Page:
The shallow, unconfined to semi-confined aquifer system within the area is approximately 884 m (2,900 ft) at its thickest in the east and thins toward the west (Shelton et al. 2008). The aquifers occur within the Kern River Formation in the study area. Recharge is largely from the nearby Kern River that runs through the southern part of the Fruitvale field (Fig. 1). Other recharge is from artificial groundwater banking systems that are widespread throughout the region. Additional recharge comes from agriculture and municipal irrigation.


The following describes the available data sets and how each is used to construct the TDS model. Resistivity, porosity, temperature, and bicarbonate concentration data are used to make TDS predictions at discrete locations in the volume of analysis. Those values are interpolated throughout the entire volume using kriging. The TDS model is parameterized using mathematical optimization with the sum of squared residuals as the objective function to be minimized. Note that a similar method using borehole measurements for salinity estimation has been termed the resistivity-porosity (RP) method in some antecedent literature (Lyle 1988; Peterson 1991; Lindner-Lunsford and Bruce 1995; Schnoebelen et al. 1995; Hamlin and Rocha 2015; Gillespie et al. 2017).


This work relies on the following six datasets, to be discussed in turn:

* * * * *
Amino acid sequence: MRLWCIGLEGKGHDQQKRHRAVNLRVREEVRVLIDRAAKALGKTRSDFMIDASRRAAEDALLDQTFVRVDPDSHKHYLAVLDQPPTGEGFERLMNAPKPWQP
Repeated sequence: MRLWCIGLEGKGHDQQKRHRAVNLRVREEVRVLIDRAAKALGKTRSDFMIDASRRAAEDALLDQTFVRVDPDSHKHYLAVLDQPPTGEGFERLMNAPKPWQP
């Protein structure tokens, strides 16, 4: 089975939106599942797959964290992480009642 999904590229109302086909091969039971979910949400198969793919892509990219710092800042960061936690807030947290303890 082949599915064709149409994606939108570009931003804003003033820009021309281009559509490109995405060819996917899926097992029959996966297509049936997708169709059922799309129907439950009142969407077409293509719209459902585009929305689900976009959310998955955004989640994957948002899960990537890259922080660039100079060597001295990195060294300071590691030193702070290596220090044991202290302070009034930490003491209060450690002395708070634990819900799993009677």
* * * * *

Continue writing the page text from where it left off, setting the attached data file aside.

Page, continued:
1. 1.

    TDS measurements from produced water samples from 64 oil wells

  2. 2.

    TDS measurements from groundwater samples from 152 water wells

  3. 3.

    Borehole logs for formation resistivity from 40 oil wells

  4. 4.

    Porosity model inputs from 10 oil wells

  5. 5.

    Temperature model inputs from 37 oil wells

  6. 6.

    Bicarbonate model inputs from 27 oil wells

Figure S1 of the electronic supplementary material (ESM) shows the date distributions of datasets 1 and 3.

Dataset 1: produced water TDS measurements

Geochemical measurements of produced water samples from Fruitvale and Rosedale Ranch oil fields are used as the ground truth for TDS when setting the first-order parameters of the model (Fig. 1). The data come from a compilation of produced water chemical analyses (DOGGR 2017a), a Division of Oil, Gas, and Geothermal Resources (DOGGR) database for underground injection control (UIC) wells that includes data for the TDS of water for selected wells and zones, and the US Geological Survey National Produced Water Database (Gillespie et al. 2017; Metzger et al. 2018; USGS 2017). These data sources list data collected by well operators.

This dataset consists of 64 data points, each with x and y (denoting well location), z (elevation relative to sea level, as calculated from the depth of the top perforation of the well), and a TDS value. The data are available from Metzger et al. (2018). Counts by oil field and stratigraphic unit are shown in Table 1.

Table 1 Number of TDS measurements by oil field and stratigraphic unit

Dataset 2: water well TDS measurements

Historical geochemical analyses of samples from water wells in the area compiled by Metzger et al. (2018) provide an additional 152 TDS values (Fig. 1). Water wells are shallow compared to oil and gas wells and are typically used for irrigation or as domestic or public water supply. Bottom perforations range from 114 m (375 ft) above sea level to 112 m (367 ft) below sea level. These observations are used only to visualize TDS at shallow depths where the geophysical logs do not provide coverage. They are not used in the setting of model parameters because they are out of the coverage area of geophysical logs.

Dataset 3: borehole logs for formation resistivity